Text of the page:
Isn’t that what most of us want to do?  We want to be a light to those around us.  We want to truly find light and what is good in all the travails of life and use it to banish the darkness.  When it comes to those that we love, isn’t that what we want to do for them?  It’s cheesy, but it’s true, and Alan Wake embraces it.  That is one of the big reasons why I love the game.

Alan Wake is #116 on the ULTRA.  I hope that we can all endeavor to be a light in the darkness especially during these strange times.  Thanks for reading, I’ll see you next time.
– Elise

Being an Active Audience

No Backseat Directing

I’ve talked about this before, but it’s something that I always feel so pushed to emphasize all the time.  This applies to books, movies, games, or really, almost any medium that delivers a story or rise in interaction.  

You’ve run into them before.  You know, the people who say they saw that plot twist coming, or the person who knew that character arc.  “Ah, this character is this trope again? I’m so bored of that trope!”  I don’t think there’s anything wrong with understanding the workings behind how a story tells itself, a character arc has its growth, or a game design teaches you how to play.  In fact, these are all things I have had to study as I go along my gaming and art-ing life.  Recently, I read a post on social media platform X on how learning how to write books sometimes takes the fun out of reading books.  You know the designs and the elements.  You know the turns and the descriptions.  Sometimes, for worse and for better, you can see the mistakes.  “Oh, I used to do that too!”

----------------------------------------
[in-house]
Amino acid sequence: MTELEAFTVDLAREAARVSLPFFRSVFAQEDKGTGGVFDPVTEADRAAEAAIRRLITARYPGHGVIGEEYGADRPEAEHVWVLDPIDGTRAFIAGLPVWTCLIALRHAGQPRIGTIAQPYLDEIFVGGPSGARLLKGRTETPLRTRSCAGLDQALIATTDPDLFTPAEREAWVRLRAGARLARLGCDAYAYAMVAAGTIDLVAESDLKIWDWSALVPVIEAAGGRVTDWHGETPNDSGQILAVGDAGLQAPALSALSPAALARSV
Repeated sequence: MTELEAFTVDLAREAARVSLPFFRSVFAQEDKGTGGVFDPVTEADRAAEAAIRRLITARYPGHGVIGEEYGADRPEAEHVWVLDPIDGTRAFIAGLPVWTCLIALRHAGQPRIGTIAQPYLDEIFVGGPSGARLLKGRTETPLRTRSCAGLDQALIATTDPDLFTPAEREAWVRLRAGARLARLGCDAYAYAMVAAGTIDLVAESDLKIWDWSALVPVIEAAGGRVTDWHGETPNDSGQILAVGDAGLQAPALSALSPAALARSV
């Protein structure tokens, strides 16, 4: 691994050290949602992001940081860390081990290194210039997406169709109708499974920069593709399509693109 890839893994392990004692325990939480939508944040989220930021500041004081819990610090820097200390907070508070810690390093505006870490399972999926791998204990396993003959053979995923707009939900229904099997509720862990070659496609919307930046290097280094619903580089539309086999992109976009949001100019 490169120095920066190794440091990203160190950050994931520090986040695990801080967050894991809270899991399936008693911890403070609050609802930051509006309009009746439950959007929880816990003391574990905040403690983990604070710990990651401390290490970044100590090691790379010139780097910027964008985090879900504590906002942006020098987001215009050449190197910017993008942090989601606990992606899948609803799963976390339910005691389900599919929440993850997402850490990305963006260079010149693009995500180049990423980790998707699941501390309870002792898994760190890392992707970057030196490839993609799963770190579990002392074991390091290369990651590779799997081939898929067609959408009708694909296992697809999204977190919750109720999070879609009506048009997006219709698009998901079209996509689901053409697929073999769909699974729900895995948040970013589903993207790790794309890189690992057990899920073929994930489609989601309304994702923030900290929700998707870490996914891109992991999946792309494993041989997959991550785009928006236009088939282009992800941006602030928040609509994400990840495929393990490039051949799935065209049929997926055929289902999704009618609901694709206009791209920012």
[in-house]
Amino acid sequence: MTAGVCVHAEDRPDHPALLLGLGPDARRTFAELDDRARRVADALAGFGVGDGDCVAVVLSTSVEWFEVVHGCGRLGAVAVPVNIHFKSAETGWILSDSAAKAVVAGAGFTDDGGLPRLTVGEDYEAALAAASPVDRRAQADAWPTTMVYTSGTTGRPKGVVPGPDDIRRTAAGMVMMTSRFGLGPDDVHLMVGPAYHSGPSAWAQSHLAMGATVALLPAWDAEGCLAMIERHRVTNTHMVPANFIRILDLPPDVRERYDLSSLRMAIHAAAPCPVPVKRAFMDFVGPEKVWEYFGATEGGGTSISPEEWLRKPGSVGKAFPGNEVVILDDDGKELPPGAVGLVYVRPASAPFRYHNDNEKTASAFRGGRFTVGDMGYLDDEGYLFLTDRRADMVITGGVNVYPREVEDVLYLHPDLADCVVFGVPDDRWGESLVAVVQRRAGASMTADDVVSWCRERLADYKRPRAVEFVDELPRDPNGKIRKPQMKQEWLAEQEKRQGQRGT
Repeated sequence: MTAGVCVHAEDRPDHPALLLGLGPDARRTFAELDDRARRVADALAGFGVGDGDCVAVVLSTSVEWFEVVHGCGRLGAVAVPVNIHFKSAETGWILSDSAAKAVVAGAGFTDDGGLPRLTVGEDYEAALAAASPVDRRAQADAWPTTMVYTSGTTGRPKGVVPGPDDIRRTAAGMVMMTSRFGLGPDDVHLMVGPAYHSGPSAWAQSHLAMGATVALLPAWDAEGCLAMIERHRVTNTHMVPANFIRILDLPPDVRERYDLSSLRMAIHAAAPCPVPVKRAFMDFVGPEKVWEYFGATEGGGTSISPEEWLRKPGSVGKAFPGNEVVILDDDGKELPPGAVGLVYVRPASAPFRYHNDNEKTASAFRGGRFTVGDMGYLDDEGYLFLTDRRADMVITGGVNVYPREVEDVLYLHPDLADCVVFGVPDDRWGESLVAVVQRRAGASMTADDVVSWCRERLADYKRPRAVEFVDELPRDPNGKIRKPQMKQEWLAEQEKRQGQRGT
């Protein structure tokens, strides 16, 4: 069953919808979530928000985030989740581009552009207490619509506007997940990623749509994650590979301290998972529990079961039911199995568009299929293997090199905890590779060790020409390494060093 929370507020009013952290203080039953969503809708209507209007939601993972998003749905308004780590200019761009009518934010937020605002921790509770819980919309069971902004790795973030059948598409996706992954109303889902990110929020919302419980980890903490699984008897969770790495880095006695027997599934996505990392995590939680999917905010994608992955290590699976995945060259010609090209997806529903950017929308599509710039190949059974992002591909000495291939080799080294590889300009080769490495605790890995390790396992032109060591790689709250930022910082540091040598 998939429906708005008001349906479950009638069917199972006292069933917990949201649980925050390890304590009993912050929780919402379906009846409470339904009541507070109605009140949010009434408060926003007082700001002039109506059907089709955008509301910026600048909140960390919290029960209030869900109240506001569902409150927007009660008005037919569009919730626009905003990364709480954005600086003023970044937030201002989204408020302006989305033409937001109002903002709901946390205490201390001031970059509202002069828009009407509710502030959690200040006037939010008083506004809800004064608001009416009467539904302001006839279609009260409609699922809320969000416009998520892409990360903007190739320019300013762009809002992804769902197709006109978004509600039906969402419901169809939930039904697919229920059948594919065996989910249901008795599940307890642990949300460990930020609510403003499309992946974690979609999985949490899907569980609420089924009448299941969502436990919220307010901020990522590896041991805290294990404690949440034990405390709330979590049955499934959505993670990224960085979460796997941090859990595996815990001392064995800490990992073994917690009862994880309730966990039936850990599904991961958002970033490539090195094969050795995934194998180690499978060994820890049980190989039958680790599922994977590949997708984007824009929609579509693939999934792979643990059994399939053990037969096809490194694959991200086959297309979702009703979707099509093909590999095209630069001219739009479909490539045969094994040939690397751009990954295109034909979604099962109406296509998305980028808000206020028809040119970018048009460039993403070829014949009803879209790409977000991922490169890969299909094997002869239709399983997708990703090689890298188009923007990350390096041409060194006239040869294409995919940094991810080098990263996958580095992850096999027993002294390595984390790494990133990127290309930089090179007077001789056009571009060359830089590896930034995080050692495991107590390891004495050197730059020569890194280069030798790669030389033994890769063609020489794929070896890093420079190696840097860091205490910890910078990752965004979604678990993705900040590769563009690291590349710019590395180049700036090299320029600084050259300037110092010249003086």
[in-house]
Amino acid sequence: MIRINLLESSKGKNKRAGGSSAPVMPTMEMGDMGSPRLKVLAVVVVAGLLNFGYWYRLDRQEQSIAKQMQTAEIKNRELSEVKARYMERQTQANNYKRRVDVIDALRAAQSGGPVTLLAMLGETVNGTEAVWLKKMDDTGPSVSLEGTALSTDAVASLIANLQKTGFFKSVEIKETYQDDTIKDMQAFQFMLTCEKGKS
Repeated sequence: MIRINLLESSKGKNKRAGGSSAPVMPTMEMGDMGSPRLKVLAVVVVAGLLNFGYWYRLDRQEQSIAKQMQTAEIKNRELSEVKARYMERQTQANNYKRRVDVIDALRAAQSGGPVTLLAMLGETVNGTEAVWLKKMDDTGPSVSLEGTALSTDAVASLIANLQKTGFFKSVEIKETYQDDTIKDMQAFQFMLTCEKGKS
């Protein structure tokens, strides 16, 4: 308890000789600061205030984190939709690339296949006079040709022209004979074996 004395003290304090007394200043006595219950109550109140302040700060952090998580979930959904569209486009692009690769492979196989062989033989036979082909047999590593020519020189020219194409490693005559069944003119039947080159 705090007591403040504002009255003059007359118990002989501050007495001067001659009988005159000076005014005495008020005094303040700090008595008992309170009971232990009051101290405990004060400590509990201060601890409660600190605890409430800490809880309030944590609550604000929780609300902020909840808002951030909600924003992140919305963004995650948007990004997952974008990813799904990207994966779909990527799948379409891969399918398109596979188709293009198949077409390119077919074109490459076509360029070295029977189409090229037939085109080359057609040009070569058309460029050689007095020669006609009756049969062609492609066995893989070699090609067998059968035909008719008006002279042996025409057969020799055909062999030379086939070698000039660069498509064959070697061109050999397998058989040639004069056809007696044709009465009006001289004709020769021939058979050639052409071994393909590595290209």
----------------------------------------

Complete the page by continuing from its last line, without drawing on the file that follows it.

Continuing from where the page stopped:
So after all is said and learnt, are these things not fun anymore?  This is where I think there begins a need for effort on a player’s part.  An effort…to make less effort.  To let ourselves be tricked.  To let ourselves be gobsmacked.  The same way we let ourselves take the expected (and sometimes super unexpected) parts of children’s imaginations and go with it, especially if we’re the parents.  To act like a humble student and take it all in as if the world was filled with wonder again.